The use of gabapentin to help manage anxiety in dogs


For some veterinary patients, the anti-anxiety effects of a single medication might not be enough. When monotherapy is insufficient, consider adding this drug to your treatment plan.


The use of psychoactive pharmaceuticals in veterinary behavior medicine has proved invaluable in managing anxiety-based disorders. Without the appropriate and judicious use of these medications, many dogs would be much less likely to respond to treatment with environmental management and behavior modification therapy.

Medications such as fluoxetine and sertraline (selective serotonin reuptake inhibitors [SSRIs]) and clomipramine (a tricyclic antidepressant [TCA]) can successfully treat patients affected by conditions such as separation anxiety, noise phobia and fear-based aggression. In some cases, however, use of a single pharmaceutical agent doesn't provide sufficient anti-anxiety effects to achieve a suitable outcome. When a patient fails to respond to monotherapy with an SSRI or a TCA, veterinarians have three options:1-3

1. Increase the dose of the medication if the typical maximum dose has not been reached and the patient has not shown undesirable side effects.

2. Switch to a different drug.

3. Augment the first drug with a second drug.

If the first two steps prove ineffective in reducing the intensity or frequency of the patient's fear or anxiety, combination drug therapy is a viable option. Numerous possible combinations of agents can be used to manage particular cases. In this article, we review the use of gabapentin in dogs for treating anxiety-related conditions.

Indication and dosage

Traditionally, gabapentin has been utilized in veterinary medicine for management of neuropathic pain and as an anticonvulsant.4 However, in human medicine it has also been used to treat patients with social anxiety and panic disorder.5 In the last several years veterinary behaviorists have used gabapentin as an adjunctive therapy for anxiety in dogs and cats. In dogs, it is frequently used in the treatment of generalized anxiety, impulsivity, phobias and panic disorders, and compulsive disorders.3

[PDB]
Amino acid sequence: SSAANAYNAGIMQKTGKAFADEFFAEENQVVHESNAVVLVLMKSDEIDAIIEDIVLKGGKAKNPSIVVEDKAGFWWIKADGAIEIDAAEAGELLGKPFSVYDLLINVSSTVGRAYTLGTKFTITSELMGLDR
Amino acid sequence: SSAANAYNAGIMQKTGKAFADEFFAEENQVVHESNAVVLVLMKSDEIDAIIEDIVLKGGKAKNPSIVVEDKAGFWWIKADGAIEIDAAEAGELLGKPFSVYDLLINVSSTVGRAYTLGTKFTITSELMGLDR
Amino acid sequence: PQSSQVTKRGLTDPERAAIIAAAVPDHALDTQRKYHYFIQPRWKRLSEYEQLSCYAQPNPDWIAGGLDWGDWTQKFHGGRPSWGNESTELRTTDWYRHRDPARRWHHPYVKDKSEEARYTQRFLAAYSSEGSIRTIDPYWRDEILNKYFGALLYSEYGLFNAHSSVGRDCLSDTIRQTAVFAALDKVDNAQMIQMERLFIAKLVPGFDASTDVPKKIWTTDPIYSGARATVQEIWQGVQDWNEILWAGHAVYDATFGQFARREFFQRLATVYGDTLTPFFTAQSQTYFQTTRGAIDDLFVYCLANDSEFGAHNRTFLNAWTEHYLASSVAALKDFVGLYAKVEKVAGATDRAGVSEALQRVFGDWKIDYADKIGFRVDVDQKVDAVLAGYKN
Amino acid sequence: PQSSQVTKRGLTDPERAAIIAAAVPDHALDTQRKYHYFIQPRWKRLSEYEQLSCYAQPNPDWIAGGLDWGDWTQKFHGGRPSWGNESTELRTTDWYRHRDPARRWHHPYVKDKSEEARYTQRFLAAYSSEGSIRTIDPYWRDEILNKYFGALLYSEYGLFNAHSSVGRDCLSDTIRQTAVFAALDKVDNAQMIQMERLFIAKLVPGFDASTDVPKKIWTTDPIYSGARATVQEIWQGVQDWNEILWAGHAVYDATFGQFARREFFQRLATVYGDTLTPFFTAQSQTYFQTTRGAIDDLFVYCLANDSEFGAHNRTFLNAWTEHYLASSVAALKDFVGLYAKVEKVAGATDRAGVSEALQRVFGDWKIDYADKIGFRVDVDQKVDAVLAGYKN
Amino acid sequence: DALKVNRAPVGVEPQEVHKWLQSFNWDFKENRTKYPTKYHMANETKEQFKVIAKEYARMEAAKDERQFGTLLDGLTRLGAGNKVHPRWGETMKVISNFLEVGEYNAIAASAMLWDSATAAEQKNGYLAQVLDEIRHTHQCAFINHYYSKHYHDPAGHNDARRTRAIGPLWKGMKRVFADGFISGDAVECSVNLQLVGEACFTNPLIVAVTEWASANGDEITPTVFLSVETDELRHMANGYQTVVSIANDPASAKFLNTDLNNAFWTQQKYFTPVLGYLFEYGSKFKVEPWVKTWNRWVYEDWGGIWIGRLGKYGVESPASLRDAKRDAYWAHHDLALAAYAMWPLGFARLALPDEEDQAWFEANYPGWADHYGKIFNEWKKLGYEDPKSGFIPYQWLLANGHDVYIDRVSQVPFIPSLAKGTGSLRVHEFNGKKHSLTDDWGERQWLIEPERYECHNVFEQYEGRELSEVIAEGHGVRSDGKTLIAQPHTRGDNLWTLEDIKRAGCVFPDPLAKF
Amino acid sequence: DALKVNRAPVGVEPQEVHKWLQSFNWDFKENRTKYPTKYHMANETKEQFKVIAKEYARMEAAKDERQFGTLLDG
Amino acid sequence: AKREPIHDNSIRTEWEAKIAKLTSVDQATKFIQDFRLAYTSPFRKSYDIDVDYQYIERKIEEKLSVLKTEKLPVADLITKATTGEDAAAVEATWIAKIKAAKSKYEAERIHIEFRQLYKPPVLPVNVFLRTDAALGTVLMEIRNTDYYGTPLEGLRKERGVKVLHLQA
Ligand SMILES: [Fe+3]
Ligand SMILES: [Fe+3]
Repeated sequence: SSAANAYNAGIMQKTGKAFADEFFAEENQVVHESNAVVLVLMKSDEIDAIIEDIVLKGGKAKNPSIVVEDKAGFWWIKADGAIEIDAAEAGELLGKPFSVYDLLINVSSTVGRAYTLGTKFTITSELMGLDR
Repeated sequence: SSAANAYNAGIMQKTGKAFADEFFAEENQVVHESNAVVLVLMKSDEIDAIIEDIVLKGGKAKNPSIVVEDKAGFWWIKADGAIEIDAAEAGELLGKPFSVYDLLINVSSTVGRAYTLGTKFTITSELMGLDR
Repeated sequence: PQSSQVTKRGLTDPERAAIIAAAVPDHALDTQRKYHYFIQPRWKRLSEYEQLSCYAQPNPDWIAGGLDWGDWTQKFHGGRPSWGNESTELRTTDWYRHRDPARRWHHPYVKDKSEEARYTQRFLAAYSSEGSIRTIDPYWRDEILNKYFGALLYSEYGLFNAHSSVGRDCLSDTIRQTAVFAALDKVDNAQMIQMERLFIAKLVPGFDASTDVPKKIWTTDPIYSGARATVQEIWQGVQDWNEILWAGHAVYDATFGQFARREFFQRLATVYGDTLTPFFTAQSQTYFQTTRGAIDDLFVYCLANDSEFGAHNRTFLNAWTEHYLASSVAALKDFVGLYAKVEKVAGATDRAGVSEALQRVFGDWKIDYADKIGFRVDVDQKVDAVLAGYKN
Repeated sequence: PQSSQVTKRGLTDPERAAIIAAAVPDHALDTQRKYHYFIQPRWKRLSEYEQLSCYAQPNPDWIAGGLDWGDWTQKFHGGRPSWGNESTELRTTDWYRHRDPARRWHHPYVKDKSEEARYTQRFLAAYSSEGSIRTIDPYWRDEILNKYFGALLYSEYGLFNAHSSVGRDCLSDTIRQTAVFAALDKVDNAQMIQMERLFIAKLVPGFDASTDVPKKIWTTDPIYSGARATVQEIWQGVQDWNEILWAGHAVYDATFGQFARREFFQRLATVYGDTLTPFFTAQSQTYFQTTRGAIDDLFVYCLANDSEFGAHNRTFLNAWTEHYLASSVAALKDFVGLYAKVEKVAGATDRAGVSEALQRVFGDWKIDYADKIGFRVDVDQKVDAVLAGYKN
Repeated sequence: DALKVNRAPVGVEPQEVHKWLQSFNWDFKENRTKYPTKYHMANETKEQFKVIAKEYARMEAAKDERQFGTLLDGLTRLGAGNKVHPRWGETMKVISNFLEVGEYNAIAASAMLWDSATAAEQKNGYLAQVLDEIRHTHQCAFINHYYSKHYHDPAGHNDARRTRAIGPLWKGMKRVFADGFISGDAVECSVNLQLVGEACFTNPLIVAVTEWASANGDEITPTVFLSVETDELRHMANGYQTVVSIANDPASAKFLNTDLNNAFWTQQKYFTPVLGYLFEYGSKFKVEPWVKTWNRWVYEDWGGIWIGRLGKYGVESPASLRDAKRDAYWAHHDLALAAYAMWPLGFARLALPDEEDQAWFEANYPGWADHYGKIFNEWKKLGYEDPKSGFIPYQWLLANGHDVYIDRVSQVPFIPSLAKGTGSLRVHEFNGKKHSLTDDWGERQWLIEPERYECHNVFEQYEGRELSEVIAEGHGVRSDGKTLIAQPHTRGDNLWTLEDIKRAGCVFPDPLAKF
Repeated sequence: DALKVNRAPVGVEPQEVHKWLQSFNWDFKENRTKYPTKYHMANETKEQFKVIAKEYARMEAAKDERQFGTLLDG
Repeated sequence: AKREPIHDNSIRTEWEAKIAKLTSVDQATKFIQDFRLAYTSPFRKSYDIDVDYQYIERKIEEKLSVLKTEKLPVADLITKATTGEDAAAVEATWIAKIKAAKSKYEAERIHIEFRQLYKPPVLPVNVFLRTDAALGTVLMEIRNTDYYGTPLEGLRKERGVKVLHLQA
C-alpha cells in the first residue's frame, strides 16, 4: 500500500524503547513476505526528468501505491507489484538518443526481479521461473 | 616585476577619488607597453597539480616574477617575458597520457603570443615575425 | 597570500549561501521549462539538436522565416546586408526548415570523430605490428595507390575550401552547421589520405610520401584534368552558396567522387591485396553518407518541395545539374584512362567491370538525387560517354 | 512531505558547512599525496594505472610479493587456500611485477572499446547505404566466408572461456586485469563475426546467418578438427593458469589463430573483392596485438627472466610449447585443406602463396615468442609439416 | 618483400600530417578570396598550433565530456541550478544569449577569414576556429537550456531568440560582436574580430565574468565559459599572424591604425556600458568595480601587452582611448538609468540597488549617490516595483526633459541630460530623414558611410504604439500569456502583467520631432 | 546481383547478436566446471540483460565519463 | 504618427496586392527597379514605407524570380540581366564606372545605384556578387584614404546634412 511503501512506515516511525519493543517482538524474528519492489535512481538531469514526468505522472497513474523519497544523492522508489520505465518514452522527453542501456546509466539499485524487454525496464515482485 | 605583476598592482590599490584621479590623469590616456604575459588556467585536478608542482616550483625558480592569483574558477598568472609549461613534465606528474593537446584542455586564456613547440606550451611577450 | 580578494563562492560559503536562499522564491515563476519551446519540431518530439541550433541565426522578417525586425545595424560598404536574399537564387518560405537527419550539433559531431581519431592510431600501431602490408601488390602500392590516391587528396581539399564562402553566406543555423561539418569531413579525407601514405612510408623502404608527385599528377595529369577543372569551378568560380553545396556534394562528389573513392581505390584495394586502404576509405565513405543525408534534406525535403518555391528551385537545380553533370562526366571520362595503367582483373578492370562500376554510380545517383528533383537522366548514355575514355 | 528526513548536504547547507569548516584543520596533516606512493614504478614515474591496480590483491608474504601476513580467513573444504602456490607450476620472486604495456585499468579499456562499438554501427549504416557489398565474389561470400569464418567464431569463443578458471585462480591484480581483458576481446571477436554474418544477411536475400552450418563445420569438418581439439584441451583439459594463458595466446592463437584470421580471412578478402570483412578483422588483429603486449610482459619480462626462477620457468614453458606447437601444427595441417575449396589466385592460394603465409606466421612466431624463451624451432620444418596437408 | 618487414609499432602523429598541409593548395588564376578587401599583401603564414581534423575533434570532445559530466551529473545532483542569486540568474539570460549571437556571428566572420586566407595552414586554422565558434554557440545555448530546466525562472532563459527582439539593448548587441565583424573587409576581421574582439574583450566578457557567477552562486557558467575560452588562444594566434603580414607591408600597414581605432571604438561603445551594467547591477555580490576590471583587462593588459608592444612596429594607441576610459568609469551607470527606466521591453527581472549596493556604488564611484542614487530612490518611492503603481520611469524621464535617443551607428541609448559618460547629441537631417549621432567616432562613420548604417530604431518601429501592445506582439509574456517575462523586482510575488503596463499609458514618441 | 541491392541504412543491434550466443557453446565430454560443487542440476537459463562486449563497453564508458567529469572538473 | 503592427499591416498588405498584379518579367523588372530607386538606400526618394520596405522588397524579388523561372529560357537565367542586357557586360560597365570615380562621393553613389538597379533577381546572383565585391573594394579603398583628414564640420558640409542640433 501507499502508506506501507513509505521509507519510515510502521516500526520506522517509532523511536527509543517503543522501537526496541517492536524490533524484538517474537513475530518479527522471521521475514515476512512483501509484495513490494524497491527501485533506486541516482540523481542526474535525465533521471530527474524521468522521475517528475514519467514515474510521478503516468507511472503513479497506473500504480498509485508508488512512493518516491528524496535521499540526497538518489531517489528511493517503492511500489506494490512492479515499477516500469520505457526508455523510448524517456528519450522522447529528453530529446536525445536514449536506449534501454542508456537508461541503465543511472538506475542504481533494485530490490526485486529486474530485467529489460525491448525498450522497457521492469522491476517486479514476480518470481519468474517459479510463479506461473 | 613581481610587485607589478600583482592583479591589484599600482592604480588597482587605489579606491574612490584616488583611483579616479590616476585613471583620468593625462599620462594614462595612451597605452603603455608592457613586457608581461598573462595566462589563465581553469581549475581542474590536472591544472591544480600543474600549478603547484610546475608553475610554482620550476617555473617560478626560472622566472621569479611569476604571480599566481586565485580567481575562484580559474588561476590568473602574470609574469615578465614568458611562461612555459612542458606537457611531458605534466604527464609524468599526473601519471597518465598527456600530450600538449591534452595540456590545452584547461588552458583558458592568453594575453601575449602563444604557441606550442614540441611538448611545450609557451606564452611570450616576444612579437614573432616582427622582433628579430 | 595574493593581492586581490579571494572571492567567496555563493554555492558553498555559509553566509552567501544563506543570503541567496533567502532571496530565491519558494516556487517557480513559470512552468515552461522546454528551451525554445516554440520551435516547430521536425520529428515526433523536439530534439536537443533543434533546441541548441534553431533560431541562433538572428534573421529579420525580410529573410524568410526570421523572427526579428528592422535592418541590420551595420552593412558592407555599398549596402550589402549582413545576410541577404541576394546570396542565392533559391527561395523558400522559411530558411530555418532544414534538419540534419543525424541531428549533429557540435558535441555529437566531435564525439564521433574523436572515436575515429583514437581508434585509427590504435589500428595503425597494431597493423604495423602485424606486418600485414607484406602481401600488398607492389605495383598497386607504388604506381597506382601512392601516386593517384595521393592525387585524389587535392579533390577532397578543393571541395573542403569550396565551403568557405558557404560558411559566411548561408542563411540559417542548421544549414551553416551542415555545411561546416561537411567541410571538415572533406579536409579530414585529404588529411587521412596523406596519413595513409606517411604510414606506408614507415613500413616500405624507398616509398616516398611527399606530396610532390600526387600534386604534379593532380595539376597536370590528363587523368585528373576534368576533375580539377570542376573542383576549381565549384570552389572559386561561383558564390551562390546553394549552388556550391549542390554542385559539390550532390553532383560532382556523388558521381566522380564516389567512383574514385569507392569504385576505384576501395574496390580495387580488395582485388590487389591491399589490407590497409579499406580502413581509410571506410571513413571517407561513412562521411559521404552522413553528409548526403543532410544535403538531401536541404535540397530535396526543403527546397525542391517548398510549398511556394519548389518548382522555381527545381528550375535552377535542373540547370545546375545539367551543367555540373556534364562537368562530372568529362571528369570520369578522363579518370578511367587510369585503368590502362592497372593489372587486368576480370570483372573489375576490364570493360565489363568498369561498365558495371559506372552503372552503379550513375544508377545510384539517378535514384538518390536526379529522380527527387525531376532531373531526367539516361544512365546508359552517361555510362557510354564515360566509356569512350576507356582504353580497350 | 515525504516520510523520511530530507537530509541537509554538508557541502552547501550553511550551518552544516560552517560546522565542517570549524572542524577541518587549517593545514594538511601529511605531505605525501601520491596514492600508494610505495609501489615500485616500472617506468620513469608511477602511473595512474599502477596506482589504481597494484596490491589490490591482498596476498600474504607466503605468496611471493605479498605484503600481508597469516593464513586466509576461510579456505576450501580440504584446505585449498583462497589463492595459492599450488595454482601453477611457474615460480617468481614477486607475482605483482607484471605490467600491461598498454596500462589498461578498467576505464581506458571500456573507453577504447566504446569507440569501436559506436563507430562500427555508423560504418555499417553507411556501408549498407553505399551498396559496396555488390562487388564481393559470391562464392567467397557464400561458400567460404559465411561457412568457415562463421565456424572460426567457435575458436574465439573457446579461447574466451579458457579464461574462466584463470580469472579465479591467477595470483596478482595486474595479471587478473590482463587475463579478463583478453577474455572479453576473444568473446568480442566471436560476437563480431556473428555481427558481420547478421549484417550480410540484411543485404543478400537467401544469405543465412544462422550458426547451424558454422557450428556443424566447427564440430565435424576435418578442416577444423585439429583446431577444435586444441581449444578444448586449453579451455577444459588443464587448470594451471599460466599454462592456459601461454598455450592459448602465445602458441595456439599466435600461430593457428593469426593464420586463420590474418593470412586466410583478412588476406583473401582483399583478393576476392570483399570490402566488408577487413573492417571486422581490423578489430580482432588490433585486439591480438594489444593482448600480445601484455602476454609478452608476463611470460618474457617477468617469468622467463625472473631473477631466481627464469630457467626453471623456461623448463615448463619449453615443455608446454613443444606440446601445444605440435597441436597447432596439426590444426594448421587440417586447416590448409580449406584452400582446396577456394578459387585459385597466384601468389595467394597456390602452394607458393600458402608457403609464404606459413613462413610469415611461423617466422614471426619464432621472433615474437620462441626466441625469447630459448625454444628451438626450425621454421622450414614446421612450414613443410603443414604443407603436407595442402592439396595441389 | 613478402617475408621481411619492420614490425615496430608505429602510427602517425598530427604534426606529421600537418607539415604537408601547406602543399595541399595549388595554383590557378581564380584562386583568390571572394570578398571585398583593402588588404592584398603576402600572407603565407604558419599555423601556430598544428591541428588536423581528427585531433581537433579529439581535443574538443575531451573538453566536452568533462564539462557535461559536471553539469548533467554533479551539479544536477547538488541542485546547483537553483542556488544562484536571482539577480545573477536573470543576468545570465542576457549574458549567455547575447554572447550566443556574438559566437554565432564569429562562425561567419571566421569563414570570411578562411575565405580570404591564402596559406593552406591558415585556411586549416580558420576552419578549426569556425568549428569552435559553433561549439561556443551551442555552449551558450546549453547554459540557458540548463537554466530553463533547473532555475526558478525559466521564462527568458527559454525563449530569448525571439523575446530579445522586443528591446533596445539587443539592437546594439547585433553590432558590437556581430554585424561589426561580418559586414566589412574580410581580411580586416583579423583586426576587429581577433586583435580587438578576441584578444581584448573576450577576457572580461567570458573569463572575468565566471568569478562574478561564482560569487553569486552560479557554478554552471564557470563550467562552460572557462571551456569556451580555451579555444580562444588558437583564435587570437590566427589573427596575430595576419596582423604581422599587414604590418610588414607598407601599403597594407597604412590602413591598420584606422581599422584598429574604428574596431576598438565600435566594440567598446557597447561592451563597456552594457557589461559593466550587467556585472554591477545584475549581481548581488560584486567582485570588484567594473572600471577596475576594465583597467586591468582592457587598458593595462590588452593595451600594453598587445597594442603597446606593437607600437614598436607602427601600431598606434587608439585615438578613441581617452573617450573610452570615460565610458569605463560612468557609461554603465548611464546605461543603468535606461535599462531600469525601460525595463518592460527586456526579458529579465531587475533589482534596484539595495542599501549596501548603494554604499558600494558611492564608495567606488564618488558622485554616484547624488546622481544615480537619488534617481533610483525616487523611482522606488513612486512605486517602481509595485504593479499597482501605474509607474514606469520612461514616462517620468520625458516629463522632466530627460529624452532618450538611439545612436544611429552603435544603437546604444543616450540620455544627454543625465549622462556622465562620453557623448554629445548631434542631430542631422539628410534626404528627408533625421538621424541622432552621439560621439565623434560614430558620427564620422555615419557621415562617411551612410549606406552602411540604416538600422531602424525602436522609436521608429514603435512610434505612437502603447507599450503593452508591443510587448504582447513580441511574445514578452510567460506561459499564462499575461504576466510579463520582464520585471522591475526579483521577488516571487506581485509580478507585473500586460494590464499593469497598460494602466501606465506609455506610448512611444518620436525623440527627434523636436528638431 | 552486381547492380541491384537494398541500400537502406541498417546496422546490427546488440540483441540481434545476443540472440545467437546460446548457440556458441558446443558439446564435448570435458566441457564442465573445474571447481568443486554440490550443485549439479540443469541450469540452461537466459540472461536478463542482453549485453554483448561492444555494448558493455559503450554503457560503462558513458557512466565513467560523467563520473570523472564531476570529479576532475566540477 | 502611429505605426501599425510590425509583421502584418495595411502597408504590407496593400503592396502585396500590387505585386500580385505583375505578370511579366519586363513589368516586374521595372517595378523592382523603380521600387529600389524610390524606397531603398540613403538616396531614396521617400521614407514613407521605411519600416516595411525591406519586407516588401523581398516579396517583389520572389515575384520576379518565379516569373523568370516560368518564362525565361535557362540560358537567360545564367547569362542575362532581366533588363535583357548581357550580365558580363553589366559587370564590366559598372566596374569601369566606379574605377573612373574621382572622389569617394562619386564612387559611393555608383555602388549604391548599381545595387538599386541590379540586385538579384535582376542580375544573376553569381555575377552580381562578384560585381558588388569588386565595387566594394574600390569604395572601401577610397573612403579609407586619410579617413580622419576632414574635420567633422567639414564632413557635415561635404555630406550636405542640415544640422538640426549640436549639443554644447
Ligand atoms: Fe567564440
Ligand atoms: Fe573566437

Generally, gabapentin is used as an adjunctive medication when an SSRI or TCA has already been prescribed but has failed to significantly reduce the intensity of the patient's fear or anxiety. Gabapentin has frequently been given alongside fluoxetine, sertraline, paroxetine and clomipramine in treating these conditions.

Gabapentin is a structural analog of gamma-aminobutyric acid (GABA), but it does not interact with GABA receptors nor does it affect GABA uptake or degradation.4 Gabapentin binds selectively to the alpha-2-delta subunit on voltage-sensitive calcium channels, thereby reducing the release of excitatory neurotransmitters, including glutamate, from presynaptic neurons.5 These calcium channels are upregulated when nerves are stimulated in conditions such as epilepsy, neuropathic pain and anxiety.4,5 Blocking these channels has minimal effect on normal neurons but suppresses stimulated neurons.4